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Topic last updated: 09 Nov 2023
    • Biology Biology
    • Ico Science Science
    • 14-16
    • 120

Health, disease and the development of medicines

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The history of penicillin and the golden age of antibiotic discovery

The history of penicillin:

Penicillin was first discovered in 1928 by Alexander Flemming, a scientist who was growing staphylococci (a type of bacteria) on agar plates. He came across penicillin by leaving the lid off his agar plates and the windows open whilst he was away on holiday. When he returned, the plates had grown mould with ‘zones of inhibition’ – this means that there were clear rings in the jelly around some of the spots of mould where there were no bacteria, meaning that something had killed the bacteria or prevented it from growing. This mould was Penicillium notatum, but scaling the penicillin up to a useable level was a challenge.

Alexander Fleming

10 years later in 1938 Howard Florey and Ernst Chain did some more work on penicillin. They infected eight mice with bacteria which could usually kill them, but four were given penicillin. The four mice treated with penicillin stayed healthy, but the four untreated mice died. They then moved this theory over to humans by treating Albert Alexander, a 43-year old policeman dying of a blood infection, with penicillin for 5 days. This did reduce the infection, but unfortunately the penicillin ran out before the infection was completely cured and Albert died. Next, Florey and Chain treated a 15-year old boy with penicillin, after an operation which gave him an infection. This cured the boy.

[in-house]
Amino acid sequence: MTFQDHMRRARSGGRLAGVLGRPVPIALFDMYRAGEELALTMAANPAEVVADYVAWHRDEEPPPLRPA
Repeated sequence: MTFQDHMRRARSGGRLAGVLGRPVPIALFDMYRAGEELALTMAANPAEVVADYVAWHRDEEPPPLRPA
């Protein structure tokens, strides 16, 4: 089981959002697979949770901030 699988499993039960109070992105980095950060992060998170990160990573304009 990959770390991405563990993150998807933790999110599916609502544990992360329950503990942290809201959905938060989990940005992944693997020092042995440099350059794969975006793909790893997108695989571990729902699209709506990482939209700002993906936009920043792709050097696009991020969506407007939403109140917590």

After Florey and Chain’s experiments it was clear the penicillin was valuable in destroying bacteria. But the problem was making enough of it to supply the demand of the soldiers in World War 2. In Britain, all the big laboratories and factories were busy with the war effort. But Howard Florey knew lots of people in America, so the scientists took their mould to the United States where penicillin could be scaled up.

Another key scientist in the discovery of penicillin was Dorothy Hodgkin, who discovered its chemical structure using X-ray crystallography. The knowledge of the structure of penicillin allowed the production process to be refined, allowing higher quality penicillin to be made for a lower price. Without this knowledge, penicillin would not have been as widely available as it is today. Knowledge of the structure has also allowed the mechanism of action to be determined and has allowed new synthetic antibiotics to be made. In 1964, Hodgkin was awarded the Nobel Prize in Chemistry for her contribution.


The ‘golden age’ of antibiotic discovery:

Once scientists were aware of penicillin and its potential, they were able to discover lots of new antibiotics throughout the ‘golden age’ of antibiotic discovery. New antibiotics were discovered in nature (since scientists now knew that fungi, plants and soil were good antimicrobial sources), and antibiotics were also classified into different groups, or classes, depending on their mechanism of action.

As the natural sources started to run out towards the end of the golden age, scientists started turning to the idea of ‘synthetic antibiotics’. These are not found in nature but are instead made in a lab based off known antibiotic structures. Linezolid is an example of a synthetic antibiotic.